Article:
This photo was clicked at Nasipur Rajbari (Palace). This palace used to be the court of Debi Singha – the tax collector (in)famous for his atrocities towards the poor. A portion of this property has now been converted into an art museum and library. These steps with a tainted history of bloodshed and pain evoked a feeling of eeriness in me.
This is the third post (nonfiction) written as part of the #MyfriendAlexa campaign on the theme ‘Shades of Perception’. You can read the first flash fiction around this picture prompt hereand the second one here.
My husband (T) and my toddler (also T) are the best of friends. Senior T is posted in a city far away from Kolkata. He travels back to the city only over the weekends. Whenever Senior T is at home, Junior T doesn’t leave him even for a minute. With the onset of monsoon seasons, Junior T has been suffering from recurring viral fever. A couple of weeks back, he was still in the recovery process and had been missing his father a lot. His father decided to surprise him by turning up a day earlier than usual. On spotting his father after waking up, the surprised toddler jumped on him out of joy while senior T instantly lifted him up higher leading to a moment worth capturing.
This picture is from my wedding in 2011. Though the Hindu Bengali wedding is full of such beautiful moments, this particular scene is a personal favorite. I feel that this frame depicts one of the most poignant moments of my marriage. For me, it signifies that two souls united by the threads of love, trust, and understanding have chosen to walk together in this new phase of life.
If you want to read more about Bengali weddings, you can read my personalized post here.
There’s an assortment of toys lying at various corners of my apartment. From soft toys to remote-controlled gadgets suitable for his age group, the soon to turn three-year-old cherishes every single purchase. Until a certain point, his favorite play items were pieces of paper, empty cartons, and discarded boxes. His next favorite became the huge collection of soft toys that were mostly accumulated as gifts. But the preferences shifted at every phase of growing up.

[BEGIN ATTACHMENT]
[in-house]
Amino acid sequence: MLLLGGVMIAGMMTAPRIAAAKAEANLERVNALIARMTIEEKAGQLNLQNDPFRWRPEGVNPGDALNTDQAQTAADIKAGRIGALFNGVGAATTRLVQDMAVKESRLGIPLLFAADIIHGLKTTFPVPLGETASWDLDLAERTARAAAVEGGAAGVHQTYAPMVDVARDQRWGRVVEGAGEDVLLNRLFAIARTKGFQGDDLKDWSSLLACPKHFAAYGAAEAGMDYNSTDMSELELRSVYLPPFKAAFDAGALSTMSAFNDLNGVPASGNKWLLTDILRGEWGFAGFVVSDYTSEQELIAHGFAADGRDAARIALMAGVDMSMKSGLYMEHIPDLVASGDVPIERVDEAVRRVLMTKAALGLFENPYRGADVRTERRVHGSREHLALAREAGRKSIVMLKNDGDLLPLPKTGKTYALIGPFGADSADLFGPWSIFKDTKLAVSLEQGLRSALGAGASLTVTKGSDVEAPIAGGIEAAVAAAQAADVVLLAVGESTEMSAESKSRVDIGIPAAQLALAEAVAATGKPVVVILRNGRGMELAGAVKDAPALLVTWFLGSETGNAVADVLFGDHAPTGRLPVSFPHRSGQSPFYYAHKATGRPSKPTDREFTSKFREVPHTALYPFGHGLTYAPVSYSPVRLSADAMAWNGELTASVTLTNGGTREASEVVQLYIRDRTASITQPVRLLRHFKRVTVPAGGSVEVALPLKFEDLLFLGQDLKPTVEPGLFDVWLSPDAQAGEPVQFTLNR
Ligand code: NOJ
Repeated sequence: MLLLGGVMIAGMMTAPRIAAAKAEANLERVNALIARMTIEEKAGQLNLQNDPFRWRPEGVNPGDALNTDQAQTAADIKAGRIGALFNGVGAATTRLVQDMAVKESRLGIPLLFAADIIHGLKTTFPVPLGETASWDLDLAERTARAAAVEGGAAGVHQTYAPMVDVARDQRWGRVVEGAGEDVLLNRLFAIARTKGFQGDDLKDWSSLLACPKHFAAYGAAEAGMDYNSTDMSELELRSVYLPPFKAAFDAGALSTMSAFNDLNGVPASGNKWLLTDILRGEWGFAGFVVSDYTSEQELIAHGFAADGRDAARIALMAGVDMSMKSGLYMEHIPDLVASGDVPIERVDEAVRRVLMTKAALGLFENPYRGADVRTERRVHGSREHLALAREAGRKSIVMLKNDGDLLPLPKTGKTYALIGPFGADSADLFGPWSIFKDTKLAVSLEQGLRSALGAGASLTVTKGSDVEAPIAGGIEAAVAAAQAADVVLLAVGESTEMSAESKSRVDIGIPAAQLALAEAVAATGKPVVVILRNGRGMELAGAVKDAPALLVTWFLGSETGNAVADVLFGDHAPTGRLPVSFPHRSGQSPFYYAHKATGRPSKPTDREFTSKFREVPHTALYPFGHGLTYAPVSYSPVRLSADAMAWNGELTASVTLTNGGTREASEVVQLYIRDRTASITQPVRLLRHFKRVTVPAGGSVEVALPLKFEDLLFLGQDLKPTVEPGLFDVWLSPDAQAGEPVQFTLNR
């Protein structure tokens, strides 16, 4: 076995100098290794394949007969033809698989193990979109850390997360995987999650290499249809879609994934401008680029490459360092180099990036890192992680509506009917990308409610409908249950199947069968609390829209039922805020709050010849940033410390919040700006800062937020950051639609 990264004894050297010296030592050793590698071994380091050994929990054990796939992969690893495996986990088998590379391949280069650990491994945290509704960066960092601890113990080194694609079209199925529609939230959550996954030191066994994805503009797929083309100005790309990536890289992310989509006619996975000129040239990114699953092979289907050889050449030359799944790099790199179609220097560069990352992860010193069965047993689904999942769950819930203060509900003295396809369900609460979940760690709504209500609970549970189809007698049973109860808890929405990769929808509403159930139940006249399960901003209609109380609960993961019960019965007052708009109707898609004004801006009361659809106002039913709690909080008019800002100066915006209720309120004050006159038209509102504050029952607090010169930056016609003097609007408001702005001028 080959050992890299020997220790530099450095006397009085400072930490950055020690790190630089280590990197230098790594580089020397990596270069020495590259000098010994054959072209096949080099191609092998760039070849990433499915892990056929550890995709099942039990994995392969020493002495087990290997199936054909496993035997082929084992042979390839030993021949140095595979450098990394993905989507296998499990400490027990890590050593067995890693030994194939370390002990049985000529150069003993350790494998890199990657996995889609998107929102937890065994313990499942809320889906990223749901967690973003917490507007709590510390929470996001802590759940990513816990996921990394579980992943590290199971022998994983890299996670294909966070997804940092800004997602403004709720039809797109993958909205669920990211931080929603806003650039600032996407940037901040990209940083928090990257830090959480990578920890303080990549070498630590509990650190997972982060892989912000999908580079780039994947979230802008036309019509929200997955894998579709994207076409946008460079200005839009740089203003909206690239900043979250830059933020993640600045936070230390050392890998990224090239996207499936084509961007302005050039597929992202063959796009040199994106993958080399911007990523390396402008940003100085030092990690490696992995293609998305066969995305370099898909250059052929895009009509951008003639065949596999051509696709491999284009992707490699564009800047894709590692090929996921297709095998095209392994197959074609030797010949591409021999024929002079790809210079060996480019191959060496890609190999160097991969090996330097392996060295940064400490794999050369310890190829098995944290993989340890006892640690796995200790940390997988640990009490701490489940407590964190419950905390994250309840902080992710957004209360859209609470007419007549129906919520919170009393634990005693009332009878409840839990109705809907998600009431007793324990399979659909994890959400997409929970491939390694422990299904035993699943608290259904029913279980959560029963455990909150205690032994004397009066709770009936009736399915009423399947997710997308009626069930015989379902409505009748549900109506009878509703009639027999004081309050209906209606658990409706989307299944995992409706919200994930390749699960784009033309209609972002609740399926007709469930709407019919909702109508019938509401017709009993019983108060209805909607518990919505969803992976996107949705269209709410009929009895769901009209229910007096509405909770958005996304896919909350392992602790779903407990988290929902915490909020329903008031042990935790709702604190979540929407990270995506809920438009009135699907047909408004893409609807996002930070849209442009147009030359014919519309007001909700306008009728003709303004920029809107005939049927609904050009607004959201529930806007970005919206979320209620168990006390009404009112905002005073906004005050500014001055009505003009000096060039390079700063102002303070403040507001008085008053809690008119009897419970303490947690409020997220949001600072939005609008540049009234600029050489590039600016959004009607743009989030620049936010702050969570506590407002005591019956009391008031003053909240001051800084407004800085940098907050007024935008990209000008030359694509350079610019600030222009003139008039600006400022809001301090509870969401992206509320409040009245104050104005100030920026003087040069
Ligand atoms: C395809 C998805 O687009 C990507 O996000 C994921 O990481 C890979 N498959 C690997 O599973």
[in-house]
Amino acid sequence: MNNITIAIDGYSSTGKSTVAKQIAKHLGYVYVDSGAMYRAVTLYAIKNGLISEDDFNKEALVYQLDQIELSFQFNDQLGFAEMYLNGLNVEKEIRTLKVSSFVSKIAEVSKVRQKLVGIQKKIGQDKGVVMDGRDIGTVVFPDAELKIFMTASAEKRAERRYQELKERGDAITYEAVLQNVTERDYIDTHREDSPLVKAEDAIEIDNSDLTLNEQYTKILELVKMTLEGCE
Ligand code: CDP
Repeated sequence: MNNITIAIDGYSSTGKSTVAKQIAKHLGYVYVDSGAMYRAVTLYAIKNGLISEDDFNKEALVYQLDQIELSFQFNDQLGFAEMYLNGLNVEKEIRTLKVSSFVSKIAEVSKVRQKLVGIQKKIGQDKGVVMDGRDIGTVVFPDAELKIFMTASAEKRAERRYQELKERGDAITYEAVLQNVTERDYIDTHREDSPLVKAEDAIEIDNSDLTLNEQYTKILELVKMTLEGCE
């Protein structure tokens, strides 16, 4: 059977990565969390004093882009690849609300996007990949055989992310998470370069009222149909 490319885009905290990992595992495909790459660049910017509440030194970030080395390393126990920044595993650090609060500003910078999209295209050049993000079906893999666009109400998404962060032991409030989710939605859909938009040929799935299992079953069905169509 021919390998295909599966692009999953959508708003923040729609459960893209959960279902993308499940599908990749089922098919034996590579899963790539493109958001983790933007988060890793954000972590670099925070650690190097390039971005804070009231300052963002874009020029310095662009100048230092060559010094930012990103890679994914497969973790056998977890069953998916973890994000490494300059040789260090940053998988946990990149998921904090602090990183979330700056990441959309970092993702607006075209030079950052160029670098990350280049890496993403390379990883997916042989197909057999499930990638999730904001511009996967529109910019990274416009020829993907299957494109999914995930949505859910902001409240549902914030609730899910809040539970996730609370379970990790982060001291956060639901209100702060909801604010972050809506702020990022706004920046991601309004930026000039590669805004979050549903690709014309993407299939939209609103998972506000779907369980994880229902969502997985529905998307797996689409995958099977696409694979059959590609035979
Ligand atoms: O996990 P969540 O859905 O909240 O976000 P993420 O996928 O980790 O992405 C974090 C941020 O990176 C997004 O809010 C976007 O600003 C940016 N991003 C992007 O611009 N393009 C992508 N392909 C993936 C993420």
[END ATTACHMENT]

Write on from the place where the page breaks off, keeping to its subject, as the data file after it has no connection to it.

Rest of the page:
However, if there’s any toy set that has maintained the consistency of being his favorite for a year now, it will have to the plastic kitchen set meant for kids in the age group of 2 – 5 years. Other than the fact that we get to eat some delicious items cooked by him, this set also has a high sentimental value for him. It was gifted to my son on his second birthday by our cook who saved up money so that she could give him a gift.
Today is India’s 72nd Independence Day. Decades back, there were ample opportunities to move out and make a more developed country my home. But I chose to stay back for reasons close to my heart. Despite the number of years, it pains to see that my motherland is still shackled by quite a few regressive thoughts and practices. My son and his kitchen set are not mere toys in our household. They stand for our thoughts in trying to bring a change in the tiniest of ways, It is our way to break the taboo associated with gender stereotyping or casteism.